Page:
Eva Buzo, the ultra-marathon swimming legend!
In mid-Europe’s mid-summer, Eva Buzo from Black Chambers took a splash… for 25 hours and 19 minutes of solo swimming traversing 58 km of Lake Geneva in Switzerland. The famed English Channel is 33km, so her attempt was the equivalent of two back-to-back English Channels. Official records declare Eva’s swim duration to be the 121st longest ever completed by man or woman! Gina Edwards and Talitha Fishburn interviewed Eva about her phenomenal challenge and inspiring achievement.
Bar News (BN): Tell us about this incredible challenge…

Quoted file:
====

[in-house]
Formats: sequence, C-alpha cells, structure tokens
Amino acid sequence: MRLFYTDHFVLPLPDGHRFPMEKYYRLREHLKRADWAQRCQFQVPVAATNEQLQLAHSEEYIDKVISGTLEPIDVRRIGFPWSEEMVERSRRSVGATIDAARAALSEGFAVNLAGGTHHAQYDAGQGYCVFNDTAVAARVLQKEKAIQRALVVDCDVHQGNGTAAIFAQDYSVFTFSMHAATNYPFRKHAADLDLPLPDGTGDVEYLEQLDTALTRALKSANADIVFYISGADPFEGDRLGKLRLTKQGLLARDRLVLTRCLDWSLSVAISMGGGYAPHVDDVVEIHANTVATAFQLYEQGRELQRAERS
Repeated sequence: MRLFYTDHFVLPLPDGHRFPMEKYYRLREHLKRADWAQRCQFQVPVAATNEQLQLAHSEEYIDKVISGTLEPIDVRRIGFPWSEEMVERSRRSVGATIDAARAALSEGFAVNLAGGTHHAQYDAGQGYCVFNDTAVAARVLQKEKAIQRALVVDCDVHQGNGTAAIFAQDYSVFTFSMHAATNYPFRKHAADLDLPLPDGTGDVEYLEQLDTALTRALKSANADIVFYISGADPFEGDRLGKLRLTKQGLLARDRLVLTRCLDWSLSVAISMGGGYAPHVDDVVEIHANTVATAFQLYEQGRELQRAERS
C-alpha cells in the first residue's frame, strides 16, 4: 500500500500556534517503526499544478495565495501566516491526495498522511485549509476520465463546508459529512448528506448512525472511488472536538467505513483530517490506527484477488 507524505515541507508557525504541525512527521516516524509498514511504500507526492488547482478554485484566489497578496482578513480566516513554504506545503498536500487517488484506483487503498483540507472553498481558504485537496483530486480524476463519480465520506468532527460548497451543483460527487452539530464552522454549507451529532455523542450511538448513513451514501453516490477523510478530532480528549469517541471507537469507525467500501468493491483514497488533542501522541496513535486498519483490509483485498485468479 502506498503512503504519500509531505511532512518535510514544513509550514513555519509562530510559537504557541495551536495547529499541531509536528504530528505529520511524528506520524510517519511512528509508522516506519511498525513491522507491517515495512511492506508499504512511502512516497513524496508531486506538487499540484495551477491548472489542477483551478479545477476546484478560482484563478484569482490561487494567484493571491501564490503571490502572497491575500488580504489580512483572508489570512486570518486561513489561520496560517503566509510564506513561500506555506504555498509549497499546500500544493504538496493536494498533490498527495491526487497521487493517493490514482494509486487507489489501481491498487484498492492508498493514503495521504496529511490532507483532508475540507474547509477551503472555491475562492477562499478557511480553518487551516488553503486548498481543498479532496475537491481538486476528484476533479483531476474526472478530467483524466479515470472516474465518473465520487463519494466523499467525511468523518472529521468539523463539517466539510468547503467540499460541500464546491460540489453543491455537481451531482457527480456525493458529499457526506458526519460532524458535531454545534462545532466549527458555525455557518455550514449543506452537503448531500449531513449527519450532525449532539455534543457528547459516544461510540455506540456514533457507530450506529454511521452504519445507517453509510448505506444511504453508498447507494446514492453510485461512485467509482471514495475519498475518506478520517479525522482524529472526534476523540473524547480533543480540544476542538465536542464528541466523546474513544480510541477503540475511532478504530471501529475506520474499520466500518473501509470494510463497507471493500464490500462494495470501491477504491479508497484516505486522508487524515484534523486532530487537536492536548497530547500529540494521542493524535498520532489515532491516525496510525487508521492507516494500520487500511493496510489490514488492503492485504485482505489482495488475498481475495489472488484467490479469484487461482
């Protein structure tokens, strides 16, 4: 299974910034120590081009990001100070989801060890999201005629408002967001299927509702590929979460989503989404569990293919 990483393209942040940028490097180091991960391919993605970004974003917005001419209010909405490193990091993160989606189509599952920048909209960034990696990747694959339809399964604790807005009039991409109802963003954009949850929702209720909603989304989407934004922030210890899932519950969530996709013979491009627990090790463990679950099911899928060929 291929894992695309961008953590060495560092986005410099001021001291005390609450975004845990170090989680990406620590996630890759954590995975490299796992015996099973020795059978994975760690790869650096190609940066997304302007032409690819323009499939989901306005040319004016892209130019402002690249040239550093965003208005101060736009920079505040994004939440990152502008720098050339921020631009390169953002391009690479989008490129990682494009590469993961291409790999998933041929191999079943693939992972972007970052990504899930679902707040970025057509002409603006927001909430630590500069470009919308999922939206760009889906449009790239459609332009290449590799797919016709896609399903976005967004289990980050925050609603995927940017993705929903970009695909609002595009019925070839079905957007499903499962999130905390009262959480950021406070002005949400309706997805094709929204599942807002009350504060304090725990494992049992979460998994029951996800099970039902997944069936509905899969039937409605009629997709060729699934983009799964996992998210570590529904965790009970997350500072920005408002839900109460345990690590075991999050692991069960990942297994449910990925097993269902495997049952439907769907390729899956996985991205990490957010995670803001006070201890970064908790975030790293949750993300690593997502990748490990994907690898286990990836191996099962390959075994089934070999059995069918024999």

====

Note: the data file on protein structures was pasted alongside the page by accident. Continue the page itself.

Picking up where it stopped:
Eva Buzo(EB): At 5pm on 13 July 2022, I entered the water of Lake Geneva close to Chateau Chillon, near Montreux in Switzerland. My destination was Bains des Pâquis in Geneva. A mere 69km away..! Only a handful of people have ever met the challenge in recorded history. Lake Geneva is the largest body of water in Switzerland. It forms a border with France. It is the shape of a crescent with the horns pointing south. Despite being a deep alpine lake, the surface water temperature was positively balmy in July this year; about 22 degrees. Wetsuits aren’t permitted in regulated marathon swimming, so it was just me and my togs, plus my cap and goggles! Joining me from my first to last stroke was my support crew, including my mum, who sailed next to me on a small yacht. I started in the evening to get the night swim out of the way first. I’m glad I did because it was a beautiful calm night and coincided with the full moon shimmering reflections over the lake. About three or four hours in, around sunset, I was swimming ahead of pace. I had planned to hold 3km/hr but due to kind initial conditions I was sitting on 3.4km/hr. Despite this, at this point my body, wasn’t feeling great. Two weeks earlier, I had injured my back lifting some boxes. I was feeling it! I started to doubt whether I had another 21 hours to give. I distinctly remember my body craving to put my feet on solid ground. But I pushed through these thoughts. After a few more hours of stroke after stroke, my body seemed to get the message that I was in the water to stay. I eventually settled in and began to feel more comfortable. At that point it was probably around midnight and Switzerland was certainly asleep but for me and my wonderful support crew gliding across this majestic moonlit lake. After a few more hours, I noticed colours in the sky emerge signalling morning. It was the beginning of what would be a scorching hot day. At its height, the temperature reached about 35 degrees. I felt guilty on account of my support team roasting on their boat while I was in relative comfort in the water! Though around 3 a.m., I recall my body started to shiver for a couple of hours. By late morning, I was navigating the turn in the lake and the city of Geneva became visible. But it was bittersweet. Although I could see my final destination, at about that point, I had turned into an unrelenting headwind which was about 8 knots. This caused my pace to drop to around 2km/hr. I battled this headwind for about eight hours. While my stroke rate remained constant, my pace dropped to 1km/hr. Eventually, I was about 11km from my Geneva destination. Normally this would take me about three hours to swim. But unfortunately the windy conditions were not easing. Nor were they predicted to ease any time soon. Instead, in those conditions, and based on my pace, I was looking at a further 11 hours to complete the swim including swimming another night. Completing the full solo 69 km challenge was now significantly ‘off plan.’ I had hoped to finish in under 24 hours. I had planned to be swimming for 30 hours. But swimming for 36 hours was never on the cards. So at 25 hrs and 19mins, I decided to call it in. This means that instead of being the eighth person to ever swim the 69 km from Chateau Chillon to Bains des Pâquis, I’m the first person in the world (as far as records indicate) to swim 58 km from Chateau Chillon to Hermance! Glass half full!